a1 Department of Biology, Massachusetts Institute of Technology, Cambridge, Massachusetts, USA
In the mid-1950s, RNA was a somewhat mysterious molecule with unknown three-dimensional structure and little hard evidence of biological function. Changes began with the 1956 discoveries of the RNA double helix and the phenomenon of nucleic acid hybridization. Discovery of the DNA–RNA hybrid helix in 1960 opened the door to understanding biological information transfer. Single-crystal X-ray diffraction analysis made it possible to precisely define the RNA double helix, discover the novel L-shaped fold of transfer RNA (tRNA), and finally reveal the complete three-dimensional tRNA structure by 1974. By then, a functional understanding of protein synthesis had developed with an appreciation of the various roles of different RNA species. This was the era of RNA awakening.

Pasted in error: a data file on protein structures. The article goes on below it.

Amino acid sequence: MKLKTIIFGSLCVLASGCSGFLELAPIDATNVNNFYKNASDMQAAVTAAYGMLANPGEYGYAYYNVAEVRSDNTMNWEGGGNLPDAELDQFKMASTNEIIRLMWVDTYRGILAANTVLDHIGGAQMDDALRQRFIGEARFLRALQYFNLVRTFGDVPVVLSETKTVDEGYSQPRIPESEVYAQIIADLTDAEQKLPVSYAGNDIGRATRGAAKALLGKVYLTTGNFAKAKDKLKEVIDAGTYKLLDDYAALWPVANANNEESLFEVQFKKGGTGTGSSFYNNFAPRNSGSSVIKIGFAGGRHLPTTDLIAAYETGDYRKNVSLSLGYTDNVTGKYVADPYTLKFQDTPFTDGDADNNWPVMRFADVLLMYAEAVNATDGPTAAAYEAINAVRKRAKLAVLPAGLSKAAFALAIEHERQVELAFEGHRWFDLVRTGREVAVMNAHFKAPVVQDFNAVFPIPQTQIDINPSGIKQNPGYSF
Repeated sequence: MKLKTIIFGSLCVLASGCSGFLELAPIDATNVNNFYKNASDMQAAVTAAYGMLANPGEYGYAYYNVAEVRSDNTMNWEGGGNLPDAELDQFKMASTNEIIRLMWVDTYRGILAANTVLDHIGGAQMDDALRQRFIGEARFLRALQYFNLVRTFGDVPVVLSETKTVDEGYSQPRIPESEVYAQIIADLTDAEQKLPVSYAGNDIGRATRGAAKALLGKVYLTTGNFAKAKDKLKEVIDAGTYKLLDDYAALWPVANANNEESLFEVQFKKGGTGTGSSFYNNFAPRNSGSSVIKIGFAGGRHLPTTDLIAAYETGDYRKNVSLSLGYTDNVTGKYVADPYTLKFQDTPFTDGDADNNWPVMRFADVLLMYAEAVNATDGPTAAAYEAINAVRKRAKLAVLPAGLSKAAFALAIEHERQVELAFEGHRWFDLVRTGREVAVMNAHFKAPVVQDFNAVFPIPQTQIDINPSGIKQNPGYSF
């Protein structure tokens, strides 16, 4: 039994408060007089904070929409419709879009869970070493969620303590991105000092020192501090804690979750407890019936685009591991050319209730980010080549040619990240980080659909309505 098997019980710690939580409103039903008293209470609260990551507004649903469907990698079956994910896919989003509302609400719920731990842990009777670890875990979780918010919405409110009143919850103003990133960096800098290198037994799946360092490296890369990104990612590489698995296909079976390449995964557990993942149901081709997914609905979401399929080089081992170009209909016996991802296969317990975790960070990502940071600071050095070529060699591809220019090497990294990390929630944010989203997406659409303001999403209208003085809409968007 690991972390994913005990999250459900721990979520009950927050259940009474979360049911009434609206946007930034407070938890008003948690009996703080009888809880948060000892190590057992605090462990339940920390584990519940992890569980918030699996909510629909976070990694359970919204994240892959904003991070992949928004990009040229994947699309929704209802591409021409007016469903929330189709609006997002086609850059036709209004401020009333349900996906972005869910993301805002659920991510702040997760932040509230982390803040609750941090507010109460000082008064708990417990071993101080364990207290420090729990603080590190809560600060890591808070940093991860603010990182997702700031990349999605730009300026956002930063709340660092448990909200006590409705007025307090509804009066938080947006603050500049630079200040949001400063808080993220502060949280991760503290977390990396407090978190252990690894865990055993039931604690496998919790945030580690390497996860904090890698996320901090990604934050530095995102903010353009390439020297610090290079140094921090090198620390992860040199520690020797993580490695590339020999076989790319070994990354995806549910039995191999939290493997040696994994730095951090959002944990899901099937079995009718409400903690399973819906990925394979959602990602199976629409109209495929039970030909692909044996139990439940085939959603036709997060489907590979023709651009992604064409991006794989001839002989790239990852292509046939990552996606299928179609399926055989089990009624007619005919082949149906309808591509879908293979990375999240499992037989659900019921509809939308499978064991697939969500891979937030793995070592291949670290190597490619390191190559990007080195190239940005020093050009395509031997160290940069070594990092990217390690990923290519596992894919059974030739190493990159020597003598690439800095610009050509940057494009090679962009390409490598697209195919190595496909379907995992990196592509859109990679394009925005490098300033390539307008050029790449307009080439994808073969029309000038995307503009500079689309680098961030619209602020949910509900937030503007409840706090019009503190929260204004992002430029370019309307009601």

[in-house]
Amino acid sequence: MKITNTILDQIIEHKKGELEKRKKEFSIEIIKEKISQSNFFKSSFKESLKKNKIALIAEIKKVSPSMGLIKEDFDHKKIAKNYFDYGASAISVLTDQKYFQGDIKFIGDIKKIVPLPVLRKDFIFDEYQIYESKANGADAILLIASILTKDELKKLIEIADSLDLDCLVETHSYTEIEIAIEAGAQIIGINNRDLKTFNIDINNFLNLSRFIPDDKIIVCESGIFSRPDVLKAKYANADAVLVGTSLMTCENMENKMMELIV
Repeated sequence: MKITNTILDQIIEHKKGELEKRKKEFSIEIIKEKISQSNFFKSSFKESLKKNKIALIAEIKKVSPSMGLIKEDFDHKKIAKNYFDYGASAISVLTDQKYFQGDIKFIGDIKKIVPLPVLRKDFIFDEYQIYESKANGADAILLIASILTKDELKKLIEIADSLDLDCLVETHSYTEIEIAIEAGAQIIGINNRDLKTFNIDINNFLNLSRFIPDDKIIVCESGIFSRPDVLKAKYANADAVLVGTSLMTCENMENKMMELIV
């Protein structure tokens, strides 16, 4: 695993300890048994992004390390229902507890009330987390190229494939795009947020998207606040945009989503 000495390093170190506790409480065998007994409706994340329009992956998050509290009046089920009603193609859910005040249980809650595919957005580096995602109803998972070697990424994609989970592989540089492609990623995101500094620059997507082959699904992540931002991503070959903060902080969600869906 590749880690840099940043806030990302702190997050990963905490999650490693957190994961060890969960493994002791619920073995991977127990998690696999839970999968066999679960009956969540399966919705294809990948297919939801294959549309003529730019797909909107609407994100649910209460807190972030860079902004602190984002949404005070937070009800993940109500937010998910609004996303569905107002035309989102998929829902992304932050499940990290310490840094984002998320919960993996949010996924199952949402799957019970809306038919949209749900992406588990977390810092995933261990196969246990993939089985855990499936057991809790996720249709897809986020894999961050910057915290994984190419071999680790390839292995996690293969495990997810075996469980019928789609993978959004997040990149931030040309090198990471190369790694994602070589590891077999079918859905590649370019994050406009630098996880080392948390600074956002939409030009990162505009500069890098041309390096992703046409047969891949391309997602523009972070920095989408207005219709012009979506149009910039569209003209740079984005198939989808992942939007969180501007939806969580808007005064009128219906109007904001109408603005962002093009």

c1 Author for correspondence: Dr. A. Rich, Department of Biology, Massachusetts Institute of Technology, 31 Ames Street, Cambridge, MA 02139, USA. Tel.: 617-253-4715; Fax: 617-253-8699